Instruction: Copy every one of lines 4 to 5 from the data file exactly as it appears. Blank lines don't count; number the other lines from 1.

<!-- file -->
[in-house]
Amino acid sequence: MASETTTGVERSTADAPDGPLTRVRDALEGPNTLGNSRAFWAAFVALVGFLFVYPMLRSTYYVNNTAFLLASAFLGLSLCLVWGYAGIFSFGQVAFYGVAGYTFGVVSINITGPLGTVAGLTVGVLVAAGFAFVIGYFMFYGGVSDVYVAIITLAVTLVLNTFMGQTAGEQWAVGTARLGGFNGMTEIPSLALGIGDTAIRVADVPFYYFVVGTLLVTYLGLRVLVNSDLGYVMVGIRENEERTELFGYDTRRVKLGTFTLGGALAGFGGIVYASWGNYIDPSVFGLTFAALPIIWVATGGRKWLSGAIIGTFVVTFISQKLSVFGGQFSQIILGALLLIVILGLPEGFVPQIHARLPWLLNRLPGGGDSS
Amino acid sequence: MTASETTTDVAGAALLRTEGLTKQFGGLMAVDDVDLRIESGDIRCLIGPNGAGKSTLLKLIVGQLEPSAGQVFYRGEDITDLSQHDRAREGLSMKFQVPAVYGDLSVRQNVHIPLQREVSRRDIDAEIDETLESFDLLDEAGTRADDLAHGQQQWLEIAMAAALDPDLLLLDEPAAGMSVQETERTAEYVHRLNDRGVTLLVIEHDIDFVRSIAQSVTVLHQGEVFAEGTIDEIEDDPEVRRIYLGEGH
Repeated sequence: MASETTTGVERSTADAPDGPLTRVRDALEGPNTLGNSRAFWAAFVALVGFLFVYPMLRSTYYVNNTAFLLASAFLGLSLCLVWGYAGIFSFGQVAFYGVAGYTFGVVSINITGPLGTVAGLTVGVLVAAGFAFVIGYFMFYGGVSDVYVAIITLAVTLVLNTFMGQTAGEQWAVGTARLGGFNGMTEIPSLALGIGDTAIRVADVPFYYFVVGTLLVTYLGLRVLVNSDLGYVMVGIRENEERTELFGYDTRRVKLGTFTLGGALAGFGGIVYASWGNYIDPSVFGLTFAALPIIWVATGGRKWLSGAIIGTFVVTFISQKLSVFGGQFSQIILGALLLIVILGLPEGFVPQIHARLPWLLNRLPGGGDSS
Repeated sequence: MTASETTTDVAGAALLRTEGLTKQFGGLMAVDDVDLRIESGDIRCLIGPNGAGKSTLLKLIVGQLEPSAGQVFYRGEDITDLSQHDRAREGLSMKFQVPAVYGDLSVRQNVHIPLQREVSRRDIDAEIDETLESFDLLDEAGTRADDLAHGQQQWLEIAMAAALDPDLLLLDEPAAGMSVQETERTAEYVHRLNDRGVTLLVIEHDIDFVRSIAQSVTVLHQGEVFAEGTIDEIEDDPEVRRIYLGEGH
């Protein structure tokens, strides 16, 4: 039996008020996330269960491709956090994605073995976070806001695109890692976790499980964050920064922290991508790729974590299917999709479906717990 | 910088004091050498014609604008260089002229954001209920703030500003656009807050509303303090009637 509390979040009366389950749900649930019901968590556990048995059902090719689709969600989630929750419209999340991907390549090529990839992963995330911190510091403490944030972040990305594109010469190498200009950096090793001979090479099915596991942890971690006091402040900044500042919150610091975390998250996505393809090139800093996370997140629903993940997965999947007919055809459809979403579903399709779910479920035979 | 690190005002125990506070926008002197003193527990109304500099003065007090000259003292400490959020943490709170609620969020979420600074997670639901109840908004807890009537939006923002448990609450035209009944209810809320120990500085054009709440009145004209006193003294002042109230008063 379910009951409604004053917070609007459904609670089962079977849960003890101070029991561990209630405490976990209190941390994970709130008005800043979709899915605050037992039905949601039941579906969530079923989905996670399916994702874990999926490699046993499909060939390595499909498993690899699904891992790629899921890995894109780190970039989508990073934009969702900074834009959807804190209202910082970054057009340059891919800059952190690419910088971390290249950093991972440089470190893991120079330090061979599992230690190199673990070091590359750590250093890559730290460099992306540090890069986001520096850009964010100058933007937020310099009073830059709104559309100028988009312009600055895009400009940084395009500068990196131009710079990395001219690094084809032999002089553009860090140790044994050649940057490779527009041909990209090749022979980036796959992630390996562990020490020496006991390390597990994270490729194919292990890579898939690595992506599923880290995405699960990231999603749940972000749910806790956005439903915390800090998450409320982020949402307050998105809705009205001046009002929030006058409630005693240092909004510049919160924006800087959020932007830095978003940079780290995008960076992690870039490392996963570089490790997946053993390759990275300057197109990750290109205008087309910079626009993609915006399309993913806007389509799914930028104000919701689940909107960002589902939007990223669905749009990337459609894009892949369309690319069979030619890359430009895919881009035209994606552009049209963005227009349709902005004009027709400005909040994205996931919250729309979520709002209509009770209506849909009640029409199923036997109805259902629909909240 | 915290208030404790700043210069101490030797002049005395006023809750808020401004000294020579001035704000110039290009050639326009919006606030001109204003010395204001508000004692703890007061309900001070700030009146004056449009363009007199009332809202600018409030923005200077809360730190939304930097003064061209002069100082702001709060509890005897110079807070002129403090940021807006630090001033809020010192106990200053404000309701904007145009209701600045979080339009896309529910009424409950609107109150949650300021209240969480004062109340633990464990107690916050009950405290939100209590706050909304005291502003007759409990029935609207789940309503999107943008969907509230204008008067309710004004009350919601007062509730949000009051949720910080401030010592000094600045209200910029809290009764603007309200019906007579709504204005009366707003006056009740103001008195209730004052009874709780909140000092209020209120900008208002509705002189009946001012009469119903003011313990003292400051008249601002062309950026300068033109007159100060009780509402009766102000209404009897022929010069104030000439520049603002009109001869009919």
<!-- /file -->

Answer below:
Repeated sequence: MASETTTGVERSTADAPDGPLTRVRDALEGPNTLGNSRAFWAAFVALVGFLFVYPMLRSTYYVNNTAFLLASAFLGLSLCLVWGYAGIFSFGQVAFYGVAGYTFGVVSINITGPLGTVAGLTVGVLVAAGFAFVIGYFMFYGGVSDVYVAIITLAVTLVLNTFMGQTAGEQWAVGTARLGGFNGMTEIPSLALGIGDTAIRVADVPFYYFVVGTLLVTYLGLRVLVNSDLGYVMVGIRENEERTELFGYDTRRVKLGTFTLGGALAGFGGIVYASWGNYIDPSVFGLTFAALPIIWVATGGRKWLSGAIIGTFVVTFISQKLSVFGGQFSQIILGALLLIVILGLPEGFVPQIHARLPWLLNRLPGGGDSS
Repeated sequence: MTASETTTDVAGAALLRTEGLTKQFGGLMAVDDVDLRIESGDIRCLIGPNGAGKSTLLKLIVGQLEPSAGQVFYRGEDITDLSQHDRAREGLSMKFQVPAVYGDLSVRQNVHIPLQREVSRRDIDAEIDETLESFDLLDEAGTRADDLAHGQQQWLEIAMAAALDPDLLLLDEPAAGMSVQETERTAEYVHRLNDRGVTLLVIEHDIDFVRSIAQSVTVLHQGEVFAEGTIDEIEDDPEVRRIYLGEGH